So you next question may be; "How do I use the test harness?"  The main principal of the test harness is to understand the minimum settings required for enabling a feature in PWA.  The security model often requires one or more setting for a feature to work.  It may require either global or category permissions and the views may also need to be enabled.   For example, if you wanted to enable only the Resource Center link then what are the minimum permissions required. Then after the Resource Center is shown on the quick launch how do you control what data is shown. And finally how can you refine the project and resource list using the RBS.  The test harness, it becomes easier to understand the effect of permissions and changes to the security model.

The Resource Center is a quick launch for viewing and updating various types of resources.  Looking thru all the permission, I reasoned that enabling the global permission "Resource Center" turns on the Resource Center quick launch. To test this theory, I check "View Resource Center" in TestHarnessGrp group and then login using the TestUser account.   The "Resource Center" quick launch is now available.

SecurityHarness3-PWA-Home.png 

But when I quick on "Resource" to access the "Resource Center" the message, "View Failure" appears and then clicking OK comes up with "Access Denied".  At first this may be a frustrating but you are almost there.  Project server now wants additional information on what you can view and these permissions are set in the TestHarnessCat category.

SecurityHarness4-ViewFailure.png 

The security category provides the rules for the security reach and the views.  Looking back thru the TestHarnessCat category there is a view called "All Resources".  This sounds promising, so enable this view and test it again using TestUser.  BAM!  You can now access the quick launch and a view data.

SecurityHarness5-ResourceView.png 

Using the security harness I can further refine my views and permissions to meet the PMO requirements.   The key take away with using the test harness is to know the exact permissions and views to enable for a particular functionally.  Once this is understand, you will better equip to either add new functionality or remove functionally.

July 27
Keep the PMO moving by using Delegation

Delegation provides the ability of working in behalf of another person.  It is usually used because someone is out on vacation or just not available at the time when something needs to happen.  It's a critical tool that facilities project server processes and data is moving in a timely fashion and ensures that PMO is running smoothly.  For example, suppose timesheets are due first thing Monday morning at 10:00, so the contractors can get paid on Thursday.  Timesheets have to be approved and moved thru the cycle, but if resource forgets to submit his timesheet, then there is a good chance he may not get paid in a timely manner.  Or perhaps the timesheet needs to be approved and the timesheet manager is out on vacation.  The process of getting the timesheets approve must still continue.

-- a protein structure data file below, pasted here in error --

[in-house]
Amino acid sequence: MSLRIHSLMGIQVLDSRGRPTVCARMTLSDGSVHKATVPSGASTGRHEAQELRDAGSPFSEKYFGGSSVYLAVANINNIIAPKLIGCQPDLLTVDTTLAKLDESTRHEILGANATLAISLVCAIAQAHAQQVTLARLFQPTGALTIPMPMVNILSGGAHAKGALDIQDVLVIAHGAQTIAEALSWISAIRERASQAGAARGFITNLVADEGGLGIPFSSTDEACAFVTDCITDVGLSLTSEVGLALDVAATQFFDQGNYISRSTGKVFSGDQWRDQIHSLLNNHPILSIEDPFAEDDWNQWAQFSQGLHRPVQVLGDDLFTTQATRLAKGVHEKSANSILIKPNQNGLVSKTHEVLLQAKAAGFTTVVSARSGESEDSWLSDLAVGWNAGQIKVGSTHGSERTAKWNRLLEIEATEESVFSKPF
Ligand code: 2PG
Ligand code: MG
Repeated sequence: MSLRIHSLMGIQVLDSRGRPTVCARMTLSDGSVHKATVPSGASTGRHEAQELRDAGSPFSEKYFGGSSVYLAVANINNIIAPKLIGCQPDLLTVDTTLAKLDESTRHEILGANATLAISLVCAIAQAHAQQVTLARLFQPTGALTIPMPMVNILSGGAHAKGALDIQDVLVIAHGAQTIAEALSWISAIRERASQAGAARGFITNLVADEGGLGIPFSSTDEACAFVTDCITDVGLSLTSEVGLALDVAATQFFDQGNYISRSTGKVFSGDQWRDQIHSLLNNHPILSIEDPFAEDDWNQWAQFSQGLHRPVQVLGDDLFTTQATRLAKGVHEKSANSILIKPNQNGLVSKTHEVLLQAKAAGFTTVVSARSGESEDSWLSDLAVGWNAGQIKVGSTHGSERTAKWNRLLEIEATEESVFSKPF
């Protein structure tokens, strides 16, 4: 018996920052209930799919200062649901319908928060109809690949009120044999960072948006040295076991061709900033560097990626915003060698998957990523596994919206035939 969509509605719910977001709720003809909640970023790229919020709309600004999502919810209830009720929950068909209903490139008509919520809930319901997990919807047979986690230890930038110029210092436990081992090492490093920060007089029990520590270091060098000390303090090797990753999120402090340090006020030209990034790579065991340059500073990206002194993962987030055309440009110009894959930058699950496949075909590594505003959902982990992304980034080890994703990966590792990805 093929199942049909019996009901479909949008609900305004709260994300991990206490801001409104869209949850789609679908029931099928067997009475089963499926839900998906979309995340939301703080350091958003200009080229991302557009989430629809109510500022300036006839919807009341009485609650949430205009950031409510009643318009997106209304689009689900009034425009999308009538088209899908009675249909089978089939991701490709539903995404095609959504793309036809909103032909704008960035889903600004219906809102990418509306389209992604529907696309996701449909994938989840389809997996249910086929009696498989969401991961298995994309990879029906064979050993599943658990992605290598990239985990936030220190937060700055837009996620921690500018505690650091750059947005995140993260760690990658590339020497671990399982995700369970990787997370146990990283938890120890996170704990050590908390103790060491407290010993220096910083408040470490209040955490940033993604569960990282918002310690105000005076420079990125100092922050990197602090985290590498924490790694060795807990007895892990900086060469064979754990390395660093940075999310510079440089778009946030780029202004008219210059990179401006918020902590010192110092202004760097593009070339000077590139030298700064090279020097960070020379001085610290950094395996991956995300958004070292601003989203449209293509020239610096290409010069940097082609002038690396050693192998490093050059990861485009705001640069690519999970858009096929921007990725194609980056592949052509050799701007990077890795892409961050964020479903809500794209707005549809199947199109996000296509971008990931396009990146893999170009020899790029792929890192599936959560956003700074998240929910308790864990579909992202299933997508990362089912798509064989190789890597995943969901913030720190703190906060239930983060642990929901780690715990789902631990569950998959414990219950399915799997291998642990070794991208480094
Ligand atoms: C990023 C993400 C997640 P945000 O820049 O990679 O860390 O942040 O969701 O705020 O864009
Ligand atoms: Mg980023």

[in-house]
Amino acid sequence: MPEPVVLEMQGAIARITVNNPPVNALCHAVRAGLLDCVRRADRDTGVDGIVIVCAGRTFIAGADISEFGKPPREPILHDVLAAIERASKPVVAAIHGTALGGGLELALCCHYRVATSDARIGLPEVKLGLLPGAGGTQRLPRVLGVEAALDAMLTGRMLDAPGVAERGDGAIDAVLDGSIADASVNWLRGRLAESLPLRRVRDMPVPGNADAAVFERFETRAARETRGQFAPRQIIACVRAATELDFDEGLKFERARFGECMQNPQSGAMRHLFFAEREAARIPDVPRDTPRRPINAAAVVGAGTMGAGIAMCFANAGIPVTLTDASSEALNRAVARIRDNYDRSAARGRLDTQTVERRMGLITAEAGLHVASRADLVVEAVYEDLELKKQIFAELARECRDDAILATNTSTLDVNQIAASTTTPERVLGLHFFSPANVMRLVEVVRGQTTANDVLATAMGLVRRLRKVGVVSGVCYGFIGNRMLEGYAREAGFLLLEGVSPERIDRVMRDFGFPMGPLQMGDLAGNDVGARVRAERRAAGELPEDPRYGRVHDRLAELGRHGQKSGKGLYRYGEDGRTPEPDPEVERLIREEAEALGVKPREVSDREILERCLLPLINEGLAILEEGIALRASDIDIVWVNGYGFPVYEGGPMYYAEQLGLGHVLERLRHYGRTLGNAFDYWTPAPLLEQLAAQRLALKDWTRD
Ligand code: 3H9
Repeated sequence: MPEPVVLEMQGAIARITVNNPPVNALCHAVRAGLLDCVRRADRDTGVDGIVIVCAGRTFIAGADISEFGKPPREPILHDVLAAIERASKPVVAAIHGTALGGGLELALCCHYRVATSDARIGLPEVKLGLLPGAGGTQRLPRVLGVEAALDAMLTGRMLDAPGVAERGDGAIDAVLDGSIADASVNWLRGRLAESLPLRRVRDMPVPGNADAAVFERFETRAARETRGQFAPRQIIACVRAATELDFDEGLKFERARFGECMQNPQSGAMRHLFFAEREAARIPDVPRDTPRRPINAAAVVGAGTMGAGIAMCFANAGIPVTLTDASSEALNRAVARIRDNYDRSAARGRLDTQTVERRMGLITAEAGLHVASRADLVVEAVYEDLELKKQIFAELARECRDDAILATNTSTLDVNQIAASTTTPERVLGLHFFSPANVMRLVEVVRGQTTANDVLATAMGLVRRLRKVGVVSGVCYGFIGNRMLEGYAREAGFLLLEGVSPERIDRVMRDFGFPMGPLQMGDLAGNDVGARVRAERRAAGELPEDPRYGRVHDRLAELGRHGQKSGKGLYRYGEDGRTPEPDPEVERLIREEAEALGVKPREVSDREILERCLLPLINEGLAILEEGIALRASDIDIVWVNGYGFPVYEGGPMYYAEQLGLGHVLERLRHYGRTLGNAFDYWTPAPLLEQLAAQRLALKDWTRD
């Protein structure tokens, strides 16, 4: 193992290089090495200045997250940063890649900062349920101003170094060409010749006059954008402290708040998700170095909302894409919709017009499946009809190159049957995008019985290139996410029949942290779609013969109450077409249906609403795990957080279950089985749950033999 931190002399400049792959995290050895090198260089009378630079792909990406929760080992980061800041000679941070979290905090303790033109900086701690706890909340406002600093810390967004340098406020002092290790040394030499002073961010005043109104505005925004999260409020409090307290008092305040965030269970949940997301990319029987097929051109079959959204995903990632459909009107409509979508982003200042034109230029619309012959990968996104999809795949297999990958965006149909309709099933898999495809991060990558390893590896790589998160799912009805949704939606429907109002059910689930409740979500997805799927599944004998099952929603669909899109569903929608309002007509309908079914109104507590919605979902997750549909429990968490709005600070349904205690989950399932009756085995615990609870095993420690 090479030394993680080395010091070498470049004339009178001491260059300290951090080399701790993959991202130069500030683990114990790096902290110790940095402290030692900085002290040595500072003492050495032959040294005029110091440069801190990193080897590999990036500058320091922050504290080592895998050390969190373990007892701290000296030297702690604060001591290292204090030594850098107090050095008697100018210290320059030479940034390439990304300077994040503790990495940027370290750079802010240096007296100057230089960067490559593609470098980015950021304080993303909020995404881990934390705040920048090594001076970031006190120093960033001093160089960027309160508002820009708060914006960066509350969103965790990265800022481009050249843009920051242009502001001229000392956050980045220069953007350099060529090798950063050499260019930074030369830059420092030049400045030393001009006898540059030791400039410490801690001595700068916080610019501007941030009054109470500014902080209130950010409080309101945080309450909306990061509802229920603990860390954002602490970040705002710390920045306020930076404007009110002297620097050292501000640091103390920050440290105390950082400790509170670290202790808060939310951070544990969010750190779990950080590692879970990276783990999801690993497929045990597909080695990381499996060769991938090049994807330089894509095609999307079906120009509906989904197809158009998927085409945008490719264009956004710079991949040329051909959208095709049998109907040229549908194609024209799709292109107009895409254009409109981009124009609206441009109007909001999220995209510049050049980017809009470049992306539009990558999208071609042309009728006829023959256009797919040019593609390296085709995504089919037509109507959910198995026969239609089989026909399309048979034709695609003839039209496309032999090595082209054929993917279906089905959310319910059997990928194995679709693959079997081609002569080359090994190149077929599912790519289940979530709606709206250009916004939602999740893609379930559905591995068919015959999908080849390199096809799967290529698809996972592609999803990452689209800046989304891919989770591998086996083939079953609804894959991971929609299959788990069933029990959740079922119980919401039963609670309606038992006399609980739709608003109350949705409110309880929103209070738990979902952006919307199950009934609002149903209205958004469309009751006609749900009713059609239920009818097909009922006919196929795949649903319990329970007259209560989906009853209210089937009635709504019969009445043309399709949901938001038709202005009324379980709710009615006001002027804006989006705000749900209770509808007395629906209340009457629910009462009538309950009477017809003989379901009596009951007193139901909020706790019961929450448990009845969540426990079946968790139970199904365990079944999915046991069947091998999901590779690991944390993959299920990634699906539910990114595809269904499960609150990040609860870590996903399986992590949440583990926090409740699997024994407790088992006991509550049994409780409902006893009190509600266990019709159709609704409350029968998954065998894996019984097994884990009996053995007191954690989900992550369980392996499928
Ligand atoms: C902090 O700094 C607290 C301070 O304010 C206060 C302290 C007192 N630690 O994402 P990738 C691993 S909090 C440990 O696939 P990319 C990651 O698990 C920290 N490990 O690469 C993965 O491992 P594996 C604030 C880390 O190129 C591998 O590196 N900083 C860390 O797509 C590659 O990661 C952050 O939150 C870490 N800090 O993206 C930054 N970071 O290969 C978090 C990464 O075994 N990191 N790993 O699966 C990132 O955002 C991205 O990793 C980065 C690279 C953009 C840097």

Delegation ensures that processes continue in a timely manager.  Delegation is the grease that keeps are the PMO wheels turning.  Another example, is the Project Manager is out for vacation.  In the previous versions of project server, the project schedule owner had to be changed and the temporary manager could update the schedule and republish. It worked but it was not clean, because the project schedule may have update the status managers for the task and then the project manager returned and ownership had to change back. Sometimes it created a bigger mess, so delegation made this process of working in behalf of some very easy. 

It's good feature for troubleshooting issues with project server.   When a user is having a problem the technical support can work in behalf of the person and reproduce the problem.  Often, problems are very difficult to understand and by using delegation I can better understand what the issue is and how to fix it.  When the problem gets fixed, delegation can be used to verify that the problem is fixed.

Another useful function of delegation is that sending timesheets and submitting task updates for work resources who do not have access to project server.  It's usually best for individuals to enter their own time, but there are situations where a person may need to put the updates on paper and then have another person keying in those updates.  So it's easy to see that delegation can be used in many situations and it improves the process of keeping the data flow moving in project server.